Psychology (PSYC) 323
Developmental Psychology (Revision 8)
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Area of Study: Social Science
Prerequisite: PSYC 290 is strongly recommended but not required.
Precluded Course: PSYC 228 (PSYC 323 may not be taken for credit if credit has already been obtained for PSYC 228.)
PSYC 323 has a Challenge for Credit option.
PSYC 323 studies the basic concepts and mechanisms inherent in the process of human development from conception to adolescence. This course describes the nature and context of development, as well as the research methods used to study human development. The course examines the biological, cognitive, social, emotional, and moral aspects of development through various theoretical models. The major emphasis is on typical growth and development.
Unit 1: The Nature of Child Development
- Chapter 1: Introduction
Unit 2: Biological Processes, Physical Development, and Perceptual Development
- Chapter 2: Biological Beginnings
- Chapter 3: Prenatal Development and Birth
- Chapter 4: Physical Development and Health
- Chapter 5: Motor, Sensory, and Perceptual Development
Unit 3: Cognition and Language
- Chapter 6: Cognitive Developmental Approaches
- Chapter 7: Information Processing
- Chapter 8: Intelligence
- Chapter 9: Language Development
Unit 4: Socioemotional Development
- Chapter 10: Emotional Development
- Chapter 11: The Self and Identity
- Chapter 12: Gender
- Chapter 13: Moral Development
Unit 5: Social Contexts of Development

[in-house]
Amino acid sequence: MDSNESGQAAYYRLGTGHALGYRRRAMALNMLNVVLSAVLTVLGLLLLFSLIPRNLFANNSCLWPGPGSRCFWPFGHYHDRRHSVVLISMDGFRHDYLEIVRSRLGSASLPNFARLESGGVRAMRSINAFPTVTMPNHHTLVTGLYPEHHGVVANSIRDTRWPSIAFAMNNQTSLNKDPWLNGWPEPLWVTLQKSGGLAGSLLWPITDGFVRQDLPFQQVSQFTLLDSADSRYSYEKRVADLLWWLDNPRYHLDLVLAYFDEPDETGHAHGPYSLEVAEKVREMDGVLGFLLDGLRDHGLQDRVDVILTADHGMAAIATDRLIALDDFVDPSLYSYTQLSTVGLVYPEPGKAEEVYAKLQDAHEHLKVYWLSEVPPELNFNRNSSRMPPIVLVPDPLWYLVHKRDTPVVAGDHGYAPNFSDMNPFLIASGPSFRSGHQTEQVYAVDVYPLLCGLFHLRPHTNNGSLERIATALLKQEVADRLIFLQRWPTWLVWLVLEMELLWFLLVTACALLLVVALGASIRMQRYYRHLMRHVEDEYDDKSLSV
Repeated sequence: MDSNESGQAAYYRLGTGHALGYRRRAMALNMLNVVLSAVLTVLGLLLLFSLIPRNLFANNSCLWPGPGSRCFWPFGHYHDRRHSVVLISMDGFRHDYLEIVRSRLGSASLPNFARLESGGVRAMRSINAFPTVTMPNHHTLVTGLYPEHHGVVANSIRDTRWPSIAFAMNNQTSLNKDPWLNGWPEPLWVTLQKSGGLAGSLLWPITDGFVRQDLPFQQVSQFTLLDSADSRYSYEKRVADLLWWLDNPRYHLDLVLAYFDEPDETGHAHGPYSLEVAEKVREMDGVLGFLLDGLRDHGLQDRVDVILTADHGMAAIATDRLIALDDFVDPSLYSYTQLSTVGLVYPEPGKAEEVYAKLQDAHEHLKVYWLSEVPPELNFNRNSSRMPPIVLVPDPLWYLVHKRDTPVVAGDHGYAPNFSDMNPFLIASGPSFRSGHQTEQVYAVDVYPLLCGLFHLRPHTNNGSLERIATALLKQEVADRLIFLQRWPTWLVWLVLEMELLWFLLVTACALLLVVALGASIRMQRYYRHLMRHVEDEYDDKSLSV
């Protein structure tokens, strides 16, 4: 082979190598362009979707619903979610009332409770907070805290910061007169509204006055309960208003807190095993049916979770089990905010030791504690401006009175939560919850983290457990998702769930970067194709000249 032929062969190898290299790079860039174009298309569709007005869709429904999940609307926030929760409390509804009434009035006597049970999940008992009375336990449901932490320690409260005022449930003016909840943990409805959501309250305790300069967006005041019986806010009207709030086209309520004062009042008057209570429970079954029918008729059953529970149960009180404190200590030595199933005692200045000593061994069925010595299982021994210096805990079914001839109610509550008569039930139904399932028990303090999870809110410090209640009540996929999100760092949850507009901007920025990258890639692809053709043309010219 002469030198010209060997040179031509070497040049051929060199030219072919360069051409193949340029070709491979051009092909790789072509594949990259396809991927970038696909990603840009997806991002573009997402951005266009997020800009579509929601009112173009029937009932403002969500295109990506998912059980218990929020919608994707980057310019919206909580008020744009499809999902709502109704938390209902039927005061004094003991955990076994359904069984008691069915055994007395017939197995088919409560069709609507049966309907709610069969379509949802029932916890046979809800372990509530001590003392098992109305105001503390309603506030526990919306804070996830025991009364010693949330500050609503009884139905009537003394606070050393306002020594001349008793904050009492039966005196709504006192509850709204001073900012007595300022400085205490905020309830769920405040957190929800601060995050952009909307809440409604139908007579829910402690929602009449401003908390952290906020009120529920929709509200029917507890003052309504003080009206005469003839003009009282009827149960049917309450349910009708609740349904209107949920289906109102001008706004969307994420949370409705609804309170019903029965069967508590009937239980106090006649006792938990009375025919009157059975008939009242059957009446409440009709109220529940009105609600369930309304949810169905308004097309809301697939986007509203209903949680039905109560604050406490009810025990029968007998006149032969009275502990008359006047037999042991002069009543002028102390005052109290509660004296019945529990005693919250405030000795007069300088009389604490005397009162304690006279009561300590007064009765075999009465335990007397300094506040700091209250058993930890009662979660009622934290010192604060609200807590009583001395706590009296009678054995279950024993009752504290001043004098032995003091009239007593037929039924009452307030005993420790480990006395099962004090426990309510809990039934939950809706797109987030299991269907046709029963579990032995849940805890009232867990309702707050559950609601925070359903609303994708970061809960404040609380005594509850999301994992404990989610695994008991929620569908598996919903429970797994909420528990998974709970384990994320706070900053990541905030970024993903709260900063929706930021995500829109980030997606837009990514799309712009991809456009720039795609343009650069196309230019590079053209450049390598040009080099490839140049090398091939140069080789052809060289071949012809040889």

- Chapter 14: Families
- Chapter 15: Peers
- Chapter 16: Schools and Achievement
To receive credit for PSYC 323, you must complete the course quizzes, assignments, a major project, and a final examination. You must achieve a course composite grade of at least D (50 percent) and a grade of at least 50 percent on the final examination. The weighting of the composite grade is as follows:
|Four Unit Quizzes (6% each)||24%|
|Two Tutorial Quizzes (3% each)||6%|
|Three Q&A Assignments||10%|
To learn more about assignments and examinations, please refer to Athabasca University's online Calendar.
TextbookRegistration in this course includes an electronic textbook. For more information on electronic textbooks, please refer to our eText Initiative site.
Santrock, J. W. (2014). Child Development. New York: McGraw-Hill.
All other learning resources will be available online.
Challenge for Credit Overview
The Challenge for Credit process allows you to demonstrate that you have acquired a command of the general subject matter, knowledge, intellectual and/or other skills that would normally be found in a university-level course.
Full information about Challenge for Credit can be found in the Undergraduate Calendar.
Undergraduate Challenge for Credit Course Registration Form
Athabasca University reserves the right to amend course outlines occasionally and without notice. Courses offered by other delivery methods may vary from their individualized-study counterparts.
Opened in Revision 8, March 22, 2019.
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